Finally, around 4 p.m. we left. There was such a mess outside and so many people. We walked to an overpass and caught a taxi that took us out to Arlington where my son’s coworker had recommended a crab shack. At first the place was empty, but eventually it was filled with people who had been at the rally. Tucker was sweet. He asked them how their day was and showed sincere interest about the rally, not telling them we had been stuck in it. When we left, he put on his Make America Great Again hat and wished them a good evening.
That boy makes me proud. Yes he’s stubborn, yes he’s rebellious, but he’s kind. I bonded with him in new ways on this trip. I saw how he helped anyone he could, whether it was a mom needing help carrying her stroller down museum steps, to holding the door and conversing with people with whom he had nothing in common. He asked insightful questions. He made lots of people laugh and smile. But best of all, he protected me. I remember when he was a little boy, around five years old. He said, “Mommy, I will always pa-tect you.” When I asked why he said, “Because you alway pa-tect me.”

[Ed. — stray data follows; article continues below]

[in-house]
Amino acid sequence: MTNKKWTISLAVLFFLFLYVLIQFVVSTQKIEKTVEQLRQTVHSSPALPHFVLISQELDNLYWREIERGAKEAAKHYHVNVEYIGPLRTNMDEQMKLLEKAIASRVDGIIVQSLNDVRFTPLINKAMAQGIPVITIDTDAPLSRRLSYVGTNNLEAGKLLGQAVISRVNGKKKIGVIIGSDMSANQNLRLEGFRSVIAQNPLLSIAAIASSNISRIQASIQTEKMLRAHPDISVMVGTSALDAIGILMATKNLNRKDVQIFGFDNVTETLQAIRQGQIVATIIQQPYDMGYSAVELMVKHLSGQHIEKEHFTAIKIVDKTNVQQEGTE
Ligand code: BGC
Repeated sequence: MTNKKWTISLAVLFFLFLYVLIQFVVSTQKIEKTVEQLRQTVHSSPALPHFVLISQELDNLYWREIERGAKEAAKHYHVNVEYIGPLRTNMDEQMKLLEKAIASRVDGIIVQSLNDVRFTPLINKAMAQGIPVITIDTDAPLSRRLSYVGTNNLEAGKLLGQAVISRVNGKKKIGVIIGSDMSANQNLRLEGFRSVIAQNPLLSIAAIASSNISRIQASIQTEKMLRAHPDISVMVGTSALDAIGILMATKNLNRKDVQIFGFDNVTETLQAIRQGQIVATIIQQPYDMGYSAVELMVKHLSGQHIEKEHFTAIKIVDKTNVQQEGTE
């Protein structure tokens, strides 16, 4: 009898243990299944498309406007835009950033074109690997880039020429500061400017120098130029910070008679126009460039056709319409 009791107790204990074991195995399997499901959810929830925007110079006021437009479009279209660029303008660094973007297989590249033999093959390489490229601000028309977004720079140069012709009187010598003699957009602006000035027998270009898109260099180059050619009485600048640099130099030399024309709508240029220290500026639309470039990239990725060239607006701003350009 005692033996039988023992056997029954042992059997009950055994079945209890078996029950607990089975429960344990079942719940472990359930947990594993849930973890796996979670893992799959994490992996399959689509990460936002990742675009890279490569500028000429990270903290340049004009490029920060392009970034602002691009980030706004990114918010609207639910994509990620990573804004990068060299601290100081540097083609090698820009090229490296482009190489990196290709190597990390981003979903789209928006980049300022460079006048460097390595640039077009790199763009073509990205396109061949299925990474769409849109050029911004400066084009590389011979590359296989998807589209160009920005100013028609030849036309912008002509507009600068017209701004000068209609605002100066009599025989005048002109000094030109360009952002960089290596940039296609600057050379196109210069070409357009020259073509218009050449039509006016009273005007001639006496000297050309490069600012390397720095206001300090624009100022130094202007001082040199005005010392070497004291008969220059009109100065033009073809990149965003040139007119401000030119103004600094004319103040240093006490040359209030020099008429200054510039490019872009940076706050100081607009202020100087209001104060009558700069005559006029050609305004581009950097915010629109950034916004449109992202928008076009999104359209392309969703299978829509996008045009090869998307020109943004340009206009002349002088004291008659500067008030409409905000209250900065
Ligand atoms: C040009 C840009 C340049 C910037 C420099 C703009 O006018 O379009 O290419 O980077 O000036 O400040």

On the way to Air and Space Museum the next morning we got stuck in that mob for two hours!
You can’t really see but there is a sea of pink behind the windows. We stayed safe all day in the Air and Space Museum.
I was sad about the mess they left behind. We were still nervous to brave the melee.
A friend of Tucker’s recommended this place called Quarterdeck
The morning after the Women’s March we went to see all the monuments. (Lincoln and Washington memorials shown here)
My husband’s dad’s best friend died in Vietnam. He flew a helicopter in to enemy fire where our guys were wounded. He got the guys but then was shot down.
William Adams from Craig, Colorado Died May 1972
Lucille Zimmerman is a Licensed Professional Counselor with a private practice in Littleton, CO and an affiliate faculty teacher at Colorado Christian University.
She is also the author of Renewed: Finding Your Inner Happy in an Overwhelmed World. Through practical ideas and relatable anecdotes, readers can better understand their strengths and their passions—and address some of the underlying struggles or hurts that make them want to keep busy or minister to others to the detriment of themselves. Renewed can help nurture those areas of women’s lives to use them better for work, family, and service. It gives readers permission to examine where they spend their energy and time, and learn to set limits and listen to “that inner voice."